By 2023, mobile’s contribution to the Latin American economy will reach just over $300 billion as countries increasingly benefit from the continued uptake of mobile services and the associated improvements in productivity and efficiency. Latin America’s growing mobile and tech ecosystem is providing support to the wave of innovation and initiative dominating the region.
IoT is also set for a strong period of growth as the total IoT connections in the region are growing at an average annual rate of 14% and are on track to reach 1.3 billion by 2025. While consumer IoT will still make up the majority of IoT connections, the number of enterprise IoT connections is set to almost triple between 2018 and 2025.
Motivated by continued network investment and future spectrum assignments, 4G adoption looks likely to speed up in Latin America, over the next few years, and is predicted to 67% by 2025. This will pave the way for 5G. Both 4G and 5G will coexist for a long time, with the first 5G’s first commercial launches expected in the region in 2020 (in Mexico, Uruguay and Brazil). Is it predicted that 5G adoption in Latin America will reach 7% by 2025. Spectrum access, site acquisition, fibre backhaul and other infrastructure regulations will gain importance as Telco’s and policymakers start to build 5G infrastructure.
Organizations within the region, are all in agreement that the main chance to make revenue from 5G is reliant on enterprise use. Faster data speeds will see an improvement in productivity sectors that rely on massive machine-type communications and also in mining, logistics and manufacturing; as a result of this information, businesses in the region see enhanced data speeds as the most important 5G capability. 5G-based fixed wireless access (FWA) represents another opportunity, as enterprise 5G placements in remote and rural areas, can also improve network coverage for nearby villages.
By the middle of last year (2019) there were 422 million unique mobile subscribers across the whole of Latin America. This accounts for 67% of the total population. Almost 80% of mobile subscribers also subscribe to mobile internet services and this is expected to hit 87% by 2025. The penetration of subscribers varies depending on the country. A number of markets (including Chile, Panama, Uruguay and Costa Rica) are close to saturation with penetration rates as high as 80%. Other countries (such as Nicaragua, Cuba, Guatemala and Honduras) still demonstrate opportunities for growth however. The subscriber penetration rate in Venezuela is expected to decline in the short term as a result of the ongoing political instabilities, which have caused its population to shrink. It is expected that the country’s growth rate will become positive again by 2025.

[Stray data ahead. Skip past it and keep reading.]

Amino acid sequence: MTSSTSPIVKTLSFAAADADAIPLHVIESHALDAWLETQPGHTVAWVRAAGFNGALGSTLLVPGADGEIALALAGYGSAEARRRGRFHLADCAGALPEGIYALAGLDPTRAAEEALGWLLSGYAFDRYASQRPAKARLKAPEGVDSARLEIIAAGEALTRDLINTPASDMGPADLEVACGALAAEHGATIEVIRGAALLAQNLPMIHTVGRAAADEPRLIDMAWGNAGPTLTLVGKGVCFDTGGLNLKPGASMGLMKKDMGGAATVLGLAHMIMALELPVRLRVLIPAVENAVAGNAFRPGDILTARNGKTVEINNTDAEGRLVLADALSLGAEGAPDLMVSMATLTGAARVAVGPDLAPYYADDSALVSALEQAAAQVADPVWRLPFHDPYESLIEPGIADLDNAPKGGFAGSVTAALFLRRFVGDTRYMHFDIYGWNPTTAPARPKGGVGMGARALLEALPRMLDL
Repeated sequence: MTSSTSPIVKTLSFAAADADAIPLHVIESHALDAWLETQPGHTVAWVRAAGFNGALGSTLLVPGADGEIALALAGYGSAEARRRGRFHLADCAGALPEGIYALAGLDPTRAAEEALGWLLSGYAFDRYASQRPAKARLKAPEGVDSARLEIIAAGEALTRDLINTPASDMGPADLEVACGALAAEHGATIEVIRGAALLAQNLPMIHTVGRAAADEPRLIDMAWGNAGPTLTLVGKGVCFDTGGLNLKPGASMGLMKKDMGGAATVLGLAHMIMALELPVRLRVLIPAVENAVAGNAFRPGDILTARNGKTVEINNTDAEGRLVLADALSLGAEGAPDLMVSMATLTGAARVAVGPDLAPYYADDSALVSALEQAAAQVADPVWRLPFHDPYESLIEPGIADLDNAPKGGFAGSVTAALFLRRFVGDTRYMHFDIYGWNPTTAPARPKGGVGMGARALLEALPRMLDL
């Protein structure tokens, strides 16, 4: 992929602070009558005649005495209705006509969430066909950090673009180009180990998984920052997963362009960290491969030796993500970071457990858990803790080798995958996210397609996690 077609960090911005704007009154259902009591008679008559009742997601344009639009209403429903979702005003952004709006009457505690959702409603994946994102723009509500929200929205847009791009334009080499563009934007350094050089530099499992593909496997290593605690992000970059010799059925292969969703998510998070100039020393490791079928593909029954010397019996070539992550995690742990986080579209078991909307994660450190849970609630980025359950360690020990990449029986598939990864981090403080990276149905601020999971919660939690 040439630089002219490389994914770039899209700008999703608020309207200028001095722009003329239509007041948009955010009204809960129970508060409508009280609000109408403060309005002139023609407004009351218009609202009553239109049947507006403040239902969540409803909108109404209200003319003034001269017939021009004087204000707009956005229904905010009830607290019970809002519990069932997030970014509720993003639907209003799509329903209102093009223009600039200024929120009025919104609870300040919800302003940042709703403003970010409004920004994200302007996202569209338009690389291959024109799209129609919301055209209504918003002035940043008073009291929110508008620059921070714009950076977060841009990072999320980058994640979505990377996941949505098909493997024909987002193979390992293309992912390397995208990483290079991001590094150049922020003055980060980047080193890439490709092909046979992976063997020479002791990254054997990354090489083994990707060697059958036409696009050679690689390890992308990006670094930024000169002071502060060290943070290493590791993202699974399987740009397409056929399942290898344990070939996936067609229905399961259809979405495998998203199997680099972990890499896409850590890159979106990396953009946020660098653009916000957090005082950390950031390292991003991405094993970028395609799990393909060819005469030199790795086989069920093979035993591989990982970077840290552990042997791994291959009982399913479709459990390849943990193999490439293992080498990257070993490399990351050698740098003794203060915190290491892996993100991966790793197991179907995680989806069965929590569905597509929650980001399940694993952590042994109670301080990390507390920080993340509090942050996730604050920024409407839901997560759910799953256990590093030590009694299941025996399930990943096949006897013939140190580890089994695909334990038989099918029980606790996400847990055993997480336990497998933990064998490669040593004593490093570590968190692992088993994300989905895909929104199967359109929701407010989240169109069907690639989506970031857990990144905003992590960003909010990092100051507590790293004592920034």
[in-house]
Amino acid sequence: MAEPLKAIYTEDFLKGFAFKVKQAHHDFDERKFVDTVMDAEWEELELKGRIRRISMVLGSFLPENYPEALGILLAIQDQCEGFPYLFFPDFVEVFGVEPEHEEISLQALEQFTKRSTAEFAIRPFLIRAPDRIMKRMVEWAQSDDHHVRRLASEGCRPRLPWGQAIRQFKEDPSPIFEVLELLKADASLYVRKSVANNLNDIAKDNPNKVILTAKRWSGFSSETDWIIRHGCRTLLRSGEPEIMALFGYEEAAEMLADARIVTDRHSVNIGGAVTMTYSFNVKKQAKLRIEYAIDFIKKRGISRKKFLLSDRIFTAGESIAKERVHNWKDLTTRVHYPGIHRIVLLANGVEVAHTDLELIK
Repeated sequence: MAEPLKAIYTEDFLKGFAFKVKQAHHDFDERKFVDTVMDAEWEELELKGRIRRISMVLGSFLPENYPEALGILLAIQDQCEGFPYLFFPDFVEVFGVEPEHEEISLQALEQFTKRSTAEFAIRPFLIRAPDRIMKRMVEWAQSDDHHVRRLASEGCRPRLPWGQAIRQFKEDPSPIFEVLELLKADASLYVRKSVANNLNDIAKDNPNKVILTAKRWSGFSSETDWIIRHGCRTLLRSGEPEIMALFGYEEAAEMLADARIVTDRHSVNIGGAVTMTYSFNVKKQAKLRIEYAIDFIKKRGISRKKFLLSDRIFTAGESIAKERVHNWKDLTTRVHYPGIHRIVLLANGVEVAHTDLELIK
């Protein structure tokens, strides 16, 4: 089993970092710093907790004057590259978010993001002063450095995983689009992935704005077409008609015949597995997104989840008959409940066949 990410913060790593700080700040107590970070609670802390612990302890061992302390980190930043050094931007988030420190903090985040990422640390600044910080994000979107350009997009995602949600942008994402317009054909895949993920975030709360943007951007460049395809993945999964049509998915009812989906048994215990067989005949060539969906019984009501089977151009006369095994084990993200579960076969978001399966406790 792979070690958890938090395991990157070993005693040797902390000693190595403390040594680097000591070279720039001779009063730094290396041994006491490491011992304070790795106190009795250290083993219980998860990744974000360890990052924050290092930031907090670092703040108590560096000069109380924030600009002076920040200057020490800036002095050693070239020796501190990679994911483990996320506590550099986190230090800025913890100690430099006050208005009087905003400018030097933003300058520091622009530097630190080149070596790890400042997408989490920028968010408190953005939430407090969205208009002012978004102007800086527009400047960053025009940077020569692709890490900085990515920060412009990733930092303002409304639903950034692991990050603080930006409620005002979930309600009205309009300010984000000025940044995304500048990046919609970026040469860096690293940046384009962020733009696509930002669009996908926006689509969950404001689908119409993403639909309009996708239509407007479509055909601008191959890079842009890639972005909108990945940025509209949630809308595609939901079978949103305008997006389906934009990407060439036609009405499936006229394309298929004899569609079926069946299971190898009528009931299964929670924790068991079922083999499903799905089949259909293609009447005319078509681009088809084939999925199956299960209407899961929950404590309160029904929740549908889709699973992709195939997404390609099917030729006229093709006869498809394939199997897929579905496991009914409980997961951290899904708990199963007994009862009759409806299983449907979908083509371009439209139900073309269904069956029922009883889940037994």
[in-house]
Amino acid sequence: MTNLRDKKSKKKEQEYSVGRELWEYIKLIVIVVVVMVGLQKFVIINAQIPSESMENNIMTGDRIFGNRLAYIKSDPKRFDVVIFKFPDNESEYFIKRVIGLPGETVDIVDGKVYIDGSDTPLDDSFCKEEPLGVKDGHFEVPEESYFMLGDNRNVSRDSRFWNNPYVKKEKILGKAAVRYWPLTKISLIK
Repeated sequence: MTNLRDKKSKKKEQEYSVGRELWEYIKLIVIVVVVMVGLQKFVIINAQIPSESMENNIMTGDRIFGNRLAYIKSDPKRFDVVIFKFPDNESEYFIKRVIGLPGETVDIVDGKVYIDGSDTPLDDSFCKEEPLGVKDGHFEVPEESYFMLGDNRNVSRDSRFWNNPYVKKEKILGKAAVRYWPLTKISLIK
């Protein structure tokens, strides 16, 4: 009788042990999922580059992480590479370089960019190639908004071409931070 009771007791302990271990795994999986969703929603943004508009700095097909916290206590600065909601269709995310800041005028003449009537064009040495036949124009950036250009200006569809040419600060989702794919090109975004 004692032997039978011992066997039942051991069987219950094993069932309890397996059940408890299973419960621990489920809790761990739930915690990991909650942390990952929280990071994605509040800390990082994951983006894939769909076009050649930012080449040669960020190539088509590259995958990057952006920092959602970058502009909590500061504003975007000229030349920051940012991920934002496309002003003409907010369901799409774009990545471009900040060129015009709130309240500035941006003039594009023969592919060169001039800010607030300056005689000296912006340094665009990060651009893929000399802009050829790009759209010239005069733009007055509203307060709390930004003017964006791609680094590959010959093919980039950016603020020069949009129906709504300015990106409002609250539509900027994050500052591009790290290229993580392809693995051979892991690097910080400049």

Mobile technologies and services accounted for 5% of Latin Americas GDP in 2018, which contributed to around $260 billion of economic value. The mobile ecosystem itself supported around 1.7 million jobs and made more than $38 billion from taxation of public sector funding. By 2023 it is expected that mobiles contribution to the Latin American economy will reach just over $300 billion as countries increasingly benefit from the uptake of services and associated improvements in productivity and efficiency.
The mobile industry has been particularly strong advocate for UN Sustainable Development Goals (SDGs). Since 2015, it has increased its impact on all 17 SDGs. Latin America has made a high contribution to SDG 4 (Quality Education) and 5 (Gender Equality), through initiatives such as the GSMA Tech4Girls – which comprises a series of practical educational workshops for young girls. The workshops are designed to increase their self-confidence and their interest in technology.
The total IoT connections in Latin America are increasing at an average of 14% per year and are consequently on track to reach 1.3 billion by 2025. This accounts for 5% of global IoT connections. Consumer IoT will account for the majority of connections (56%) in 2025 and the number of enterprise IoT connections looks on target to triple between 2018 and 2025. Businesses in the region are confident that IoT deployment will have a strong and positive impact on productivity, revenue protection and security. Barriers to the deployment of IoT like upfront costs and progressively being addresses through national deployment strategies. Governments are able to play a key role in strengthening the rollouts and growth of IoT, to improve living standards through security and healthcare.
There have been many initiatives between startups, operators, ecosystem players and venture-capital firms to advance the development of rising technologies such as AI. Startups, in particular, have helped to push innovation and open the way for commercial opportunities. Businesses, as well as government bodies, should prepare for the emergence of these future technologies. The groundwork for this can already be seen in three Latin American markets: Mexico has set out a national strategy for supporting digital transformation and AI, while Uruguay and Colombia have begun to formulate similar frameworks.
Governments and regulators across Latin American countries frequently modify policies and regulations to keep up with political developments and technological change. Recent regulatory changes to support digital transformation have included:
• creating independent institutional frameworks for legal certainty
• aligning municipal laws and national digital ambitions in areas such as network deployment
• planning for 5G development through spectrum roadmaps
• designing tax policies that foster connectivity and affordability
• devising national data protection frameworks to accelerate the digital economy.